JOHANNESBURG - A leading South African university is severing ties with Ben-Gurion University of the Negev after hundreds of South African professors called for an academic boycott.
Vice Chancellor Adam Habib said Thursday that the University of Johannesburg is ending a 25-year relationship on April 1. He said professors can continue to work individually with Ben-Gurion, should they decide to do so and should Ben-Gurion agree to it.
More than 400 South Africans signed a petition calling for the boycott, including Nobel Peace Prize laureate Archbishop Desmond Tutu. The Congress of South African Trade Unions called it a landmark moment in the campaign to boycott Israel.
Habib said the university's senate committee discussed the issue for two hours on Wednesday then had a secret vote. Sixty percent voted to sever ties, outvoting the remainder who wanted relations with both Israeli and Palestinian universities.
"This is not a boycott of Ben-Gurion," said UJ's executive director for advancement, Kerry Swift. "The formal relationship between the institutions is in a sense an obstacle, and the feeling is that we would encourage relationships on an individual basis."
Relations with Ben-Gurion University began when UJ was the whites-only Rand Afrikaans University during the apartheid era. South Africa's post-apartheid government has been a sharp critic of Israel's policies regarding the Palestinians.
The South African Jewish Board of Deputies criticized the decision, saying that it would be detrimental to "constructive intellectual engagement in South Africa."
"The UJ senate's decision to allow the formal relationship between UJ and BGU to lapse is playing to narrow-minded political prejudice and is a severe setback for constructive intellectual engagement in South Africa, SAJBD national chairperson Zev Krengel said in a statement published in the South African press.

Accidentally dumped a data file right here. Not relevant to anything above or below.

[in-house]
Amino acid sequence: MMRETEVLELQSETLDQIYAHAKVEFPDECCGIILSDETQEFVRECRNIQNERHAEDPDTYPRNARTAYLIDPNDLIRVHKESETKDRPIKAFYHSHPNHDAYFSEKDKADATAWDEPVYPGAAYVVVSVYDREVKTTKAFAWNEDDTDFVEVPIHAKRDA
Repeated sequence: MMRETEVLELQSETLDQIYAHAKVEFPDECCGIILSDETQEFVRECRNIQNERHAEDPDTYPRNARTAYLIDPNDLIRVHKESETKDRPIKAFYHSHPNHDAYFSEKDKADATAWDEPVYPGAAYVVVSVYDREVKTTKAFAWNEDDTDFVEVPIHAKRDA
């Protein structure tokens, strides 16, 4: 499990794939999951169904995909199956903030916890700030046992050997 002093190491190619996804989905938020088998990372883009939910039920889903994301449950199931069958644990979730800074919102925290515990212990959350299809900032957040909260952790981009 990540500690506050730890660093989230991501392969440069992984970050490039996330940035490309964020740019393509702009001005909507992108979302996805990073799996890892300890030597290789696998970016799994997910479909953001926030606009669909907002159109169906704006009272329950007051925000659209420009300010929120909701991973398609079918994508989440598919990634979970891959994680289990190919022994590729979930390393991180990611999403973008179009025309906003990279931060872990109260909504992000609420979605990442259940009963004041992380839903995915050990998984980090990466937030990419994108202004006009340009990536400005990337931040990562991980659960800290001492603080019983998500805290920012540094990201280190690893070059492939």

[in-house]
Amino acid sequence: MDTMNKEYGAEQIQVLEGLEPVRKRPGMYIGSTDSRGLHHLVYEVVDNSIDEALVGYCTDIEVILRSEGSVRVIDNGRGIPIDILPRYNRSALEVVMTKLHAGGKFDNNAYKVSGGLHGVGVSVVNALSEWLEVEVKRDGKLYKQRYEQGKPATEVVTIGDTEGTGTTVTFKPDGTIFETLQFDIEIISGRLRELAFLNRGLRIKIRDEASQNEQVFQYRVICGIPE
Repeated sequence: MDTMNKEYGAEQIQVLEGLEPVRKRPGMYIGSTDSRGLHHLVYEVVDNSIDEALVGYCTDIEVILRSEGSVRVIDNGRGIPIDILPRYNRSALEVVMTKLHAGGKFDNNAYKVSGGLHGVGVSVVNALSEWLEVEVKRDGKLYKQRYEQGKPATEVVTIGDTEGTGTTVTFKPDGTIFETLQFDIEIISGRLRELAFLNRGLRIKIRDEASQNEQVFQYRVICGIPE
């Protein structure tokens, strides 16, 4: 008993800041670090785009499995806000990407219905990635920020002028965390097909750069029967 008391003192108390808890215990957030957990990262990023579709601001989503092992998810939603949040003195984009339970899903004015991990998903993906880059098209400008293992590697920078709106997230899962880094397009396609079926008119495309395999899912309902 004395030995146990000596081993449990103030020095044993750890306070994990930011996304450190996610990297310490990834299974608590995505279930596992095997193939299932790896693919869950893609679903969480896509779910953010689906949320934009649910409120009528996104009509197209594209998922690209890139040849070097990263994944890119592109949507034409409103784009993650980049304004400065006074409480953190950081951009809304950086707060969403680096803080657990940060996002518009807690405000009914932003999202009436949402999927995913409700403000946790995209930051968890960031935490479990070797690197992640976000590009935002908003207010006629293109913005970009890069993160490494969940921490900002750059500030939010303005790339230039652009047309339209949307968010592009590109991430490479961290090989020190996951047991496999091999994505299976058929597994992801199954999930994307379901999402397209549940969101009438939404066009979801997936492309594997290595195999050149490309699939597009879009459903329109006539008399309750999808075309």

Ben-Gurion and Johannesburg universities have been working together on cleaning algae from South African drinking water, Krengel was quoted as saying.
He said the decision showed that, "rather than availing itself of a scientific co-operative project in the water purification field that has enormous potential benefits for South Africa, UJ has chosen instead to further the agenda of a group of anti-Israel agitators."
Alana Baranov of SAJBD said South Africans "should be serving to provide a tolerant and respectful place where complex problems can be resolved and we can share resources."
"Academic boycotts are anti-freedom of speech and anti-academic," she said.
Baranov said the joint research had been done to improve the lives of average South Africans.
Those fighting to end cooperation have argued that Ben-Gurion has ties to the Israel Defense Force and is complicit in the military's treatment of Palestinians.
"Israeli universities are an intimate part of the Israeli regime, by active choice," Tutu wrote in a recent essay. "While Palestinians are not able to access universities and schools, Israeli universities produce the research, technology, arguments and leaders for maintaining the occupation."